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That disproven story of the Remington Rand typewriter


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#1 David_Hayes

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Posted 20 September 2010 - 11:09 AM

As Objectivists, most of the readership of this Forum should have come across several factually-based reports which tell what can be known with certainty of how Ayn Rand came to have that name (changing it from her birth name of Alissa Rosenbaum), reports which debunk the story of her having choosen her new surname from a Remington Rand typewriter. Still, the false story has turned up repeatedly in profiles of Ayn Rand, even after the published stories had made available the facts that make it clear to any researcher that the name-by-typewriter theory couldn't possibly be true.

With that being the case, I have created a new web page which places at one convenient URL a documentation-filled (and illustration-filled) resource which should convince all but the most impossible-to-educate proponents of the name-by-typewriter theory. My page is Did a Remington Rand typewriter give Ayn Rand her name? Please be my guest in linking it on any web pages or in any message exchanges where you think it will reach people who would appreciate the facts -- or reach people who won't appreciate the facts but need to doubt what they thought they knew.

--
David Hayes

#2 alann

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Posted 20 September 2010 - 10:03 PM

Thanks, David. I haven't had to deal with that issue in awhile, but it's a well-written, interesting account.

Now, if she'd chosen Ayn Corona, that would have been a different story.

#3 Betsy Speicher

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Posted 20 September 2010 - 11:19 PM

Still, the false story has turned up repeatedly in profiles of Ayn Rand, even after the published stories had made available the facts that make it clear to any researcher that the name-by-typewriter theory couldn't possibly be true.

And that's not the only false story about Ayn Rand that is still being circulated.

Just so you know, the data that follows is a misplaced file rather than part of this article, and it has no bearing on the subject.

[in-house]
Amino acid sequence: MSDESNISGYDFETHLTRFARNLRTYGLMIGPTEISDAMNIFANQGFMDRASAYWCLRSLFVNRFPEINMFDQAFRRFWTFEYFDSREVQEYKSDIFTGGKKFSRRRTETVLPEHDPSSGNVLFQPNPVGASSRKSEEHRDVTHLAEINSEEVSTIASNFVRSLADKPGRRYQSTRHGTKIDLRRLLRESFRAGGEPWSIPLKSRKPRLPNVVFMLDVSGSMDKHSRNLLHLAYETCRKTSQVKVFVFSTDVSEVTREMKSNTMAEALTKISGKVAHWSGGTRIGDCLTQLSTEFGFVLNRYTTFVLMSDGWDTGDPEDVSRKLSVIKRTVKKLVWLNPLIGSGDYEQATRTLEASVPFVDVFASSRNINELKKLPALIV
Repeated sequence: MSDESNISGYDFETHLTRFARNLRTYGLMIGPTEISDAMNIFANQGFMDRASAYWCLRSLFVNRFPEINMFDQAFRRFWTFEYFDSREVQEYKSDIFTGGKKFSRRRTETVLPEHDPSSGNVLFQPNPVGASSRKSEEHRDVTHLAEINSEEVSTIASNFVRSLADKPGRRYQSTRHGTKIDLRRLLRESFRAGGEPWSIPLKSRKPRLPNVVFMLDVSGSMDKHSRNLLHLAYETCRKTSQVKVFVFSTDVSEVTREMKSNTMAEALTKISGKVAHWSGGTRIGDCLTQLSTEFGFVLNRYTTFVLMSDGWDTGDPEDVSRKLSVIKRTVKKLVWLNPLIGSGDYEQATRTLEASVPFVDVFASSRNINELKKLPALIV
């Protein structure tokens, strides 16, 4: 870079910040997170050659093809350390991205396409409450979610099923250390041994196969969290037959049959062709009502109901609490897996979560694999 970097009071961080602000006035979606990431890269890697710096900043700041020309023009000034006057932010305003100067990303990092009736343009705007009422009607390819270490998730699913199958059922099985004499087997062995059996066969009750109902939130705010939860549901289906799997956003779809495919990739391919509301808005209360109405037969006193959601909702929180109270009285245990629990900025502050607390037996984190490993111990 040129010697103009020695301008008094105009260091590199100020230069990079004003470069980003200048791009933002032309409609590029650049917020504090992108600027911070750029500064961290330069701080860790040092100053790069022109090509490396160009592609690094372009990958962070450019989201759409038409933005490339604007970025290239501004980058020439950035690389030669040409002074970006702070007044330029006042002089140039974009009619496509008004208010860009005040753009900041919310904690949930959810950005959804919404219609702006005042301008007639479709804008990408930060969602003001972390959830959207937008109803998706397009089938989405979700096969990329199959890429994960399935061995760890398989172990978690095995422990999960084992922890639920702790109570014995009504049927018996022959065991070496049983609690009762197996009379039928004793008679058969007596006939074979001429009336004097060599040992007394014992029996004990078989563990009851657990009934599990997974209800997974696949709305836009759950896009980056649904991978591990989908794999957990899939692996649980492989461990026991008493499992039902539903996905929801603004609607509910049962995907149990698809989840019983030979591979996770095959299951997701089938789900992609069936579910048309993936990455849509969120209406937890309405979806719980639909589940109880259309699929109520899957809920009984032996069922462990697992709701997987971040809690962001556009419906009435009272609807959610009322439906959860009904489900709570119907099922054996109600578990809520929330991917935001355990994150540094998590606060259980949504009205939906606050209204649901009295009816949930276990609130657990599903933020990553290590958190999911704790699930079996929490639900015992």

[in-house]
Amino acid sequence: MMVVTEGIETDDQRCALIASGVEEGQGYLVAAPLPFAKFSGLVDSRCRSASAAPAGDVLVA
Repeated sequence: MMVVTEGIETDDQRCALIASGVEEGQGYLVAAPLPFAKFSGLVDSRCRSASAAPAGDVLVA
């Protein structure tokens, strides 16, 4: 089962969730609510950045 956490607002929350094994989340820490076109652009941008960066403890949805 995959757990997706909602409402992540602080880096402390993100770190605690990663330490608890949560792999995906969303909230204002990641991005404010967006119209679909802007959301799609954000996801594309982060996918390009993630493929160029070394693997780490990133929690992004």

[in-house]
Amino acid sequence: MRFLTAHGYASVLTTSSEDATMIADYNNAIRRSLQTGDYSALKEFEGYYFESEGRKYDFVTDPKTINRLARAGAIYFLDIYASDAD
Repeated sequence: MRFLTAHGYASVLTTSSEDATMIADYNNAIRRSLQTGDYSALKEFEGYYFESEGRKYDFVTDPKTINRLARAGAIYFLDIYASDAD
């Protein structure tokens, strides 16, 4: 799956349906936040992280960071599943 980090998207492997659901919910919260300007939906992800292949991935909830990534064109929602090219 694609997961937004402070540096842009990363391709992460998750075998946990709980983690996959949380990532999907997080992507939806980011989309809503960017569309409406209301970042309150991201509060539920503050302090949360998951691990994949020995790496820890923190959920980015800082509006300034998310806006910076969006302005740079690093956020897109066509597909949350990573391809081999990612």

As Winston Churchill observed "A lie gets halfway around the world before the truth has a chance to get its pants on."
Betsy Speicher


Betsy's Law #1 - Reality is the winning side.

Betsy's Law #2 - In the long run you get the kind of friends -- and the kind of enemies -- you deserve.

#4 Arnold

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Posted 20 September 2010 - 11:40 PM

That is a very well presented and interesting read. Thank you.

#5 Bill Bucko

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    I'm the author of three novels set in the Italian Renaissance, "Bring Me Giants!", "The Outcasts," and "Raphaella di Piero." I translated the French adventure story that inspired the young Ayn Rand, "The Mysterious Valley" (Atlantean Press, 1994). My fiction and non-fiction have appeared in "The Atlantean Press Review" and "The Intellectual Activist." Student of Objectivism since 1966; had the wonderful pleasure of meeting Ayn Rand in 1971! I recently discovered--and donated to the Ayn Rand Archives--both French children's magazines that the young Ayn Rand subscribed to.

Posted 21 September 2010 - 05:01 AM

Thanks for your well-researched essay! The subject might appear relatively trivial to some, but I recommend Mr. Hayes' essay to everyone, since it makes some revealing points about alleged scholars who don't bother to check their facts:

... persons not affiliated with the Ayn Rand Institute who complain that they do not receive the respect sometimes accorded to scholars who are affiliated with ARI. Such authors who complain might turn their heads to look into mirrors long enough to notice that they havenít accorded ARI scholars even the modicum of attention it would take to look at their work long enough to spot corrections to errors that pop into their own work.


One of these self-styled "scholars" also claims in her book that the 1914 story I translated, La vallee mysterieuse, was written by a writer born in 1936. Even a glance at the title page of my book (The Mysterious Valley, Atlantean Press, 1994) would have disabused her of this careless error.
What was it he had wished for long ago, lying awake one night ... troubled, struggling to understand? ... He had wished for a world in which parents didn't torture their children, or lie to them. He shook his head. He would never live to see that.

But couldn't there be such a world?

Someday ...

It seemed almost too much to hope for. But there was a chance.

from The Outcasts, chapter 10

#6 JJPierce

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Posted 08 October 2010 - 12:21 PM

Strange how this story keeps turning up like a bad penny.

But, having read that Rand chose her new name before leaving Russia, I wonder if she'd come across that name and liked the sound of it, just as she later came across "Ayn" and liked the sound of that. Is there documentation from her for the alternative theory that "Rand" was a play on the Cyrillic letters in "Rosenbaum?"
John J. Pierce

Let us dedicate ourselves to our dreams, and to our love, and to the things we fashion from them.




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